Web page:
Building the Fight against Austerity
Sun 13th Dec 2015
"The Rally involving Yanis was immensely successful in moving the debate about austerity forward into a discussion about how we can not only oppose the attack on our welfare state, but as importantly, how we can create the society we need... a tremendous achievement." Shadow Chancellor John McDonnell
“Why is so little hope growing among so many riches?” Yanis Varoufakis
It has been a depressing few weeks for the supporters of the Labour Party’s new leader Jeremy Corbyn. After seeing crowds attending meetings across the country to hear him speak and the roar that raised the roof when the election results were announced, it was down to dirty earth the day after.
The relentless criticisms from the Tories and the very rightwing mainstream media were expected. Nothing Corbyn’s new team did was right. It was pored over, picked over and pulled to pieces. And any good news was ignored, such as…
Such as Labour wins in Council by-elections since Corbyn became leader. For example, in Banbury, Oxfordshire they took a seat from the Tories with a 5.9% swing and 45% of the vote. Not the kind of news that the media wants to publicise so they ignored it.
Just as, after the first rush of news, they ignored the sheer numbers behind Corbyn’s win. Of a total of 422,664 votes cast, Corbyn received 251,417 or 59.5%. An astonishing 16,000 people signed up as volunteers to help run Corbyn’s leadership campaign. The latest poll, from the Times no less, shows that Corbyn’s leadership is backed by two thirds of party members, an increase on what he achieved in the election.
The Labour Party has benefited, seeing a surge in membership. More people have joined the Party since the general election than there are in the entire Conservative party. Wouldn’t you think that Labour MPs would be strutting around Parliament with new-found confidence?
Here is a new leader who can draw crowds and bring in new members; a new team putting forward policies that are backed by the public, even though the press and their polls say the majority of the public doesn’t understand what Corbyn’s policies are, possibly because they keep misrepresenting what he and his allies say.
There is a hum and a buzz in the air, a sense of a political watershed. Yet the sniping, the vitriol, the plans by some fellow MPs to oust Corbyn, all faithfully reported by the media, comes from the Parliamentary Labour Party. They do not support Corbyn and his team, and are eager to carp and criticise on the floor of the House of Commons. How low can they sink?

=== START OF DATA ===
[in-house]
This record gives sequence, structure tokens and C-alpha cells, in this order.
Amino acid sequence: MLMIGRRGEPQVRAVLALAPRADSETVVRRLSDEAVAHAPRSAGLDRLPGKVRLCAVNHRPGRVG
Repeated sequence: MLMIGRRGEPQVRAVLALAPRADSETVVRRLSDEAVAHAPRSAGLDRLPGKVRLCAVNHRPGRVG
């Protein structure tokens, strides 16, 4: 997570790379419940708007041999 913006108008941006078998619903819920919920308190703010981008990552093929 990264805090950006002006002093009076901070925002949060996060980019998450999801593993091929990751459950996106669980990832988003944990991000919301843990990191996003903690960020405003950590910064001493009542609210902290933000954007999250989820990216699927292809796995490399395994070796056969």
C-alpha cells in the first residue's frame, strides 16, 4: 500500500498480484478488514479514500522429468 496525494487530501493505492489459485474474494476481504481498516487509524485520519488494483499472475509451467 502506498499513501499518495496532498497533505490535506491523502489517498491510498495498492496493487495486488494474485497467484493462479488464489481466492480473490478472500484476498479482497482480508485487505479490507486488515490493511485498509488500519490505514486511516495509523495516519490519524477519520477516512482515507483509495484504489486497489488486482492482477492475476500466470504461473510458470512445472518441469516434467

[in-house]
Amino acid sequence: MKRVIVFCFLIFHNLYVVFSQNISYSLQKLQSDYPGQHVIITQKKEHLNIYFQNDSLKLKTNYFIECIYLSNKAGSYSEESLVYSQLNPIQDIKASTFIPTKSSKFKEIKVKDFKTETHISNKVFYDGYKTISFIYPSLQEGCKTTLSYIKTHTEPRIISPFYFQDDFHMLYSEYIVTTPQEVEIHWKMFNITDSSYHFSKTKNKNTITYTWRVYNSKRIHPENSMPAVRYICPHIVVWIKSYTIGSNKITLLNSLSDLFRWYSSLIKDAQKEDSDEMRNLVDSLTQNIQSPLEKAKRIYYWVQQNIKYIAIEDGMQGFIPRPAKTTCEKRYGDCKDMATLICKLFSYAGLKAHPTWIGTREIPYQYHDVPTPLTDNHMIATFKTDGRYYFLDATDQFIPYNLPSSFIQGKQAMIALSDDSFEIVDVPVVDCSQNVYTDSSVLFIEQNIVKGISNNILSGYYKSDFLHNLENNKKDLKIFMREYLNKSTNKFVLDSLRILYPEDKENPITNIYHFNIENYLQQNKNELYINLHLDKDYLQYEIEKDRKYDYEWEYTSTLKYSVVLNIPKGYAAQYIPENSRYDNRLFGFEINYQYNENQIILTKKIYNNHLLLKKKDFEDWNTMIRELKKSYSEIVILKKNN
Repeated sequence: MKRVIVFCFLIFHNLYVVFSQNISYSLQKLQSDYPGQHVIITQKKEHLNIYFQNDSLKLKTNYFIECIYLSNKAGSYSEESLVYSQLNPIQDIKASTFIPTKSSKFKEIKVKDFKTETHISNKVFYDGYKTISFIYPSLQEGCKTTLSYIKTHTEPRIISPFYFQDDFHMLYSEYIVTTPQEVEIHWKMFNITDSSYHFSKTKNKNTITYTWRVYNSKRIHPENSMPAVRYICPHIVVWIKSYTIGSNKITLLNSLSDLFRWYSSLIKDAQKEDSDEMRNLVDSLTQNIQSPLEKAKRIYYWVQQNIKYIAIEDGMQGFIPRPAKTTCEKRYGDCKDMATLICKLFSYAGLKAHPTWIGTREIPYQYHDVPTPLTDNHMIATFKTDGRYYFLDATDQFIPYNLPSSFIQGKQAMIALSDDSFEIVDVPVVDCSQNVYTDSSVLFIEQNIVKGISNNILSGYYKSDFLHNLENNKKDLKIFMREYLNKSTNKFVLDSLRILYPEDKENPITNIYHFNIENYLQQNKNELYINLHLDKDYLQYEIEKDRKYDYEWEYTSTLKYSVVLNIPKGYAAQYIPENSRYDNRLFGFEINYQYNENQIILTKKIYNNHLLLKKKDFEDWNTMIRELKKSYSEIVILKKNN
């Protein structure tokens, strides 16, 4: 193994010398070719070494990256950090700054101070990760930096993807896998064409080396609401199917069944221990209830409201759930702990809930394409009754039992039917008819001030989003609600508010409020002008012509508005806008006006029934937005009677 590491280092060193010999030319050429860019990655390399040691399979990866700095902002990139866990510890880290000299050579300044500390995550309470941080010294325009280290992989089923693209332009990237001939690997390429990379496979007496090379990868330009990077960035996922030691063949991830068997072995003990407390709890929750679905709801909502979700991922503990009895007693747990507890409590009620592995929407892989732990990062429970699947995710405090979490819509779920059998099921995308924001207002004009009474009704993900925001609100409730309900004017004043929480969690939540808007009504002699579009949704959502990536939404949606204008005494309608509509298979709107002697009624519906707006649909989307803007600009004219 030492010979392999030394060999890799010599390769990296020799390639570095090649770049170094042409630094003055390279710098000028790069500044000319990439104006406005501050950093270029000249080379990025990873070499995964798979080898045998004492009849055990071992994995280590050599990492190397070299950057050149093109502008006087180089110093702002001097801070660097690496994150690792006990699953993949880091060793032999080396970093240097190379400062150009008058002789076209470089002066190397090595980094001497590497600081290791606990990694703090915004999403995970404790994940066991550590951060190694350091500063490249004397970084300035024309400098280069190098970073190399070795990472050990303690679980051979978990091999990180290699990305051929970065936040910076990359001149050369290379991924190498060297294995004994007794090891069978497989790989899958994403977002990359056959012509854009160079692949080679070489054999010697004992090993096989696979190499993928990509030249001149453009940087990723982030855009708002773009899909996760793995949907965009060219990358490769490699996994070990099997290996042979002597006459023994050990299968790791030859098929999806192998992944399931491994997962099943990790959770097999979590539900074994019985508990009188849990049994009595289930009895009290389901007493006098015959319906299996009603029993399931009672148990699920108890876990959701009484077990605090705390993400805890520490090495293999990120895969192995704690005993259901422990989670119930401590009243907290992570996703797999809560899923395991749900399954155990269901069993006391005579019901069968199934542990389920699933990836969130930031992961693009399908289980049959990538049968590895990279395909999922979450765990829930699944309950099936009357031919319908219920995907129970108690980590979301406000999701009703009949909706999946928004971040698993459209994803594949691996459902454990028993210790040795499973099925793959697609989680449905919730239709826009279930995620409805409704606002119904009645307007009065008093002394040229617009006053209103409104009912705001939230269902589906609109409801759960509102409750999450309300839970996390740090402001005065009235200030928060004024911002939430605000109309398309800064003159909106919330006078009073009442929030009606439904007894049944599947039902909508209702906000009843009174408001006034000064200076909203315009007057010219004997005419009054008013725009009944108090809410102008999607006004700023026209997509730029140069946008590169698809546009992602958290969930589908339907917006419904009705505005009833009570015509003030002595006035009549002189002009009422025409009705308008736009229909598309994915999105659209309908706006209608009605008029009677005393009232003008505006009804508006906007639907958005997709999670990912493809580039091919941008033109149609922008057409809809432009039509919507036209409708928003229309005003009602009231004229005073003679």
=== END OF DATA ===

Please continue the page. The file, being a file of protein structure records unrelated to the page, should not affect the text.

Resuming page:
As a body, the PLP simply does not connect with its party membership. Members and supporters are invisible. They should have no say in what Labour’s policies are. Many Labour MPs remain wedded to the Westminster system based on power and entitlement. They do not want change.
But the membership does. As an antidote to the depressing plotting and biased reporting, one needs to attend an event centred on the ‘new politics’ and join in the political conversation. Momentum, naturally labelled as a ‘hard left’ and therefore dangerous organisation, is organising various events.
There has been little mention of the Trade Unions, once the backbone of the Labour Party – also PLP invisible. But the Trade Union Coordinating Group hosted a blinder of a Rally at Westminster Hall on November 21 – Build the Fight against Austerity. Around 1400 people attended and the atmosphere was electric. It is hard to describe what it is like to walk into a hall full of strangers knowing that each is a friend with the same hope, vision and aims as you - invigorating, life-affirming, energising – all these things.
And humour. There was a lot of that and it was genuine, not the embarrassing jokes that David Cameron uses in Parliament; positive and forward looking humour; laughter among friends. But mostly there was an undercurrent of knowledge that, if we get it right, this is a pivotal moment in this country’s political history. If we get it right.
Among the first panel of four speakers was Ellen Clifford of Disabled People Against Cuts – an emotive presentation that got huge sympathy from the audience. With disabled people driven to suicide by poverty, it is hard to grasp that the Tories have little sympathy for such people. Have Cameron and Osborne ever thought “here but for the grace of God…”?